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A recent survey finds more Tampa Bay area residents are missing work for mental health needs

Woman sits at a desk in front of a laptop and holds her head in her hands distressed.
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Not only are more people missing work for their mental health, they're also staying out for longer periods of time, the survey found.

The Tampa Bay Thrives survey found mental health challenges are affecting residents' productivity and attendance at work. But stigma about mental health appears to be decreasing.

If you or someone you know is experiencing a mental health emergency, you can dial the 988 Suicide and Crisis Lifeline for help.

Nearly seven in 10 residents in the greater Tampa Bay region say they've experienced at least one poor mental health day in the last month, according to a recent study from the coalition Tampa Bay Thrives. Those mental health challenges are leading more people to miss work.

The group’s second annual resident mental health reportsurveyed 700 residents in Hillsborough, Pasco, Pinellas and Polk counties during April and May of this year.

When asked whether a mental health or emotional condition caused them to miss work in the last 30 days, 14% of respondents answered yes, up from 10% the previous year. The average time away from work rose as well, up from three days to four.

Based on the region’s population, Tampa Bay Thrives CEO Carrie Zeisse estimates that could translate to nearly 525,000 missed workdays a month and approximately 6.3 million missed workdays per year.

“And that doesn't include the other things that go along with it, when we asked people what other things they were struggling with," said Zeisse. "They weren't sleeping well, they're not able to focus at work. So we’re concerned about that trend.”

It’s important for employers to talk openly about mental health with workers so staff feel comfortable asking for help, said Zeisse, who also recommends they offer employee assistance programs. These can include counseling services, wellness education or other supports.

“That parental relationship and comfort in talking about mental health is a critical pathway for that young person to say, ‘You know what, I'm struggling and I need to find some help, and I know that I've got a safe environment in which to do that."
Tampa Bay Thrives CEO Carrie Zeisse

More people are talking about mental health, but barriers remain

In addition to the survey, Tampa Bay Thrives and the University of South Florida’s Mental Health Law and Policy Department conducted focus groupswith community members throughout 2022 and 2023 to learn more about perceptions of mental health needs within the region.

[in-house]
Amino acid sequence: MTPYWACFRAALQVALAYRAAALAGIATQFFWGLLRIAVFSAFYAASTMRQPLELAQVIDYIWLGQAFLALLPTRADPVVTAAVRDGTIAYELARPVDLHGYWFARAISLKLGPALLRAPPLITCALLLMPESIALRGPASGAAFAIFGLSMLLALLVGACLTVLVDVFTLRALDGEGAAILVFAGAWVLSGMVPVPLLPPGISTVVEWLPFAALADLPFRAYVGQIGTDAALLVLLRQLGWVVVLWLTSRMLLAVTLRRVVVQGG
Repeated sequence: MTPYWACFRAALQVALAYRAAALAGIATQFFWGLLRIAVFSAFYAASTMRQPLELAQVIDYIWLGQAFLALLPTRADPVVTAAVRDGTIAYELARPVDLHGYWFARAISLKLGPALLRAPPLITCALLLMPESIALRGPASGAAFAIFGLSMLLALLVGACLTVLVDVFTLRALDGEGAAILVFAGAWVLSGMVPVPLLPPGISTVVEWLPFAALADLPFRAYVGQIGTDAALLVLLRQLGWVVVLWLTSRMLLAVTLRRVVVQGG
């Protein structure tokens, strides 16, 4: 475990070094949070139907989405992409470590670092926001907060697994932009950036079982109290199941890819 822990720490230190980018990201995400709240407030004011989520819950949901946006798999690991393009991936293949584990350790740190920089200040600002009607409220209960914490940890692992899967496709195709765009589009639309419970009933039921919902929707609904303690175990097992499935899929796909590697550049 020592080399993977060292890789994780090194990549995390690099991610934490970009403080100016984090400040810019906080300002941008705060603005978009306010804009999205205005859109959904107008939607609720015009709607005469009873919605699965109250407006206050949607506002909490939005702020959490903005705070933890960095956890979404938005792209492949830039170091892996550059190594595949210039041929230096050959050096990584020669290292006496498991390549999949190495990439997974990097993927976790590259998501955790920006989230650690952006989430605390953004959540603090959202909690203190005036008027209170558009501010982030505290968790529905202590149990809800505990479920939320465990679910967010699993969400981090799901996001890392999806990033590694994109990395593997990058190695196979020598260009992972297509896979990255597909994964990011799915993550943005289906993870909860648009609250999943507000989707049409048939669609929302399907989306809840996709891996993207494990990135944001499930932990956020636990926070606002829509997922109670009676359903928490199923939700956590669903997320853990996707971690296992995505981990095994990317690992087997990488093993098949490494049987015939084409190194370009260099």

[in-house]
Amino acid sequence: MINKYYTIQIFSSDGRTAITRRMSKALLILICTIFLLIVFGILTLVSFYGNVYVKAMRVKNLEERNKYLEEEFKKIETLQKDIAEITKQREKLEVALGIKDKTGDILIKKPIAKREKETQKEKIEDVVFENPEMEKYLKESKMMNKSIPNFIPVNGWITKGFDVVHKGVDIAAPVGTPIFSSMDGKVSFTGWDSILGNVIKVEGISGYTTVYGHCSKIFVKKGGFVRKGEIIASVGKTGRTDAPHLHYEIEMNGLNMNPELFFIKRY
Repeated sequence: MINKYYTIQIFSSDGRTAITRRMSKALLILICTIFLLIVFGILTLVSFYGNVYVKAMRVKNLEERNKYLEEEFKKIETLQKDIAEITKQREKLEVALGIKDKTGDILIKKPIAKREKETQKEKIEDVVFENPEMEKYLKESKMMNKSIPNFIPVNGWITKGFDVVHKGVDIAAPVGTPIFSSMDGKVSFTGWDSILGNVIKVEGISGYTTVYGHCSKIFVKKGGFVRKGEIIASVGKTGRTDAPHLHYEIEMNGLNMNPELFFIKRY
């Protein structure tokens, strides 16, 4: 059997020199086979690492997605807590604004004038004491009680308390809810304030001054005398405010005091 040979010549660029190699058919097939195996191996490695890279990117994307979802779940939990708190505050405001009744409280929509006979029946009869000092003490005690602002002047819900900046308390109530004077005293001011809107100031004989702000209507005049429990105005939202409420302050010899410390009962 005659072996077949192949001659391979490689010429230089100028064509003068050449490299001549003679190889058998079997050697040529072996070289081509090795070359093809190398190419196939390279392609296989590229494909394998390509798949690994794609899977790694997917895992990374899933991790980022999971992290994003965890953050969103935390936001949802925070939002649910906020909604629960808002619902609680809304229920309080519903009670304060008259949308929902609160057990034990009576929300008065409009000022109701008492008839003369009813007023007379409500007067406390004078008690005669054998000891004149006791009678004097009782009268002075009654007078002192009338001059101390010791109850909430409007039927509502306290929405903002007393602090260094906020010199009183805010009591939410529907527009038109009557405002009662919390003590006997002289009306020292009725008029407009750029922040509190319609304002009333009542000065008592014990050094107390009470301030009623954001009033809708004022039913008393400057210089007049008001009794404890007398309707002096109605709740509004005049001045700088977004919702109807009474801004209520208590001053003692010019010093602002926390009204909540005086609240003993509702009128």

One positive finding, Zeisse said, is that stigma about mental health appears to be decreasing. The report finds more Tampa Bay area residents are turning to family and friends for mental health support, and fewer residents listed a lack of knowledge about how to get help as a barrier to support.

But there’s more work to do, Zeisse said.

For example, the survey asked parents whether they talk about mental health with their kids. Roughly one-third of respondents said they’re not comfortable doing that.

“That parental relationship and comfort in talking about mental health is a critical pathway for that young person to say, ‘You know what, I'm struggling and I need to find some help, and I know that I've got a safe environment in which to do that,’” Zeisse said.

Other barriers to mental health care remain. Residents cited cost as their top concern for the second year. Other challenges include experiencing long waits to get appointments and being wary that mental health professionals could relate to them.

Ways to get help

Tampa Bay Thrives operates a free support line called Let's Talk Tampa Bay, which offers residents who need someone to talk to emotional aid.

Specialists can connect residents with local mental health providers for appointments or get them into “bridge counseling,” which is short-term assistance available for people facing long waits for their first appointment. They can also help people find immediate care appointments at local hospitals and will conduct follow-up calls.

If you’re in need of mental health support you can call 844-YOU-OKAY or find resources on the Let’s Talk website.

If you’re experiencing thoughts of suicide you can dial 988 for 24/7 assistance, or call 211 for other mental health crises.

I cover health care for WUSF and the statewide journalism collaborative Health News Florida. I’m passionate about highlighting community efforts to improve the quality of care in our state and make it more accessible to all Floridians. I’m also committed to holding those in power accountable when they fail to prioritize the health needs of the people they serve.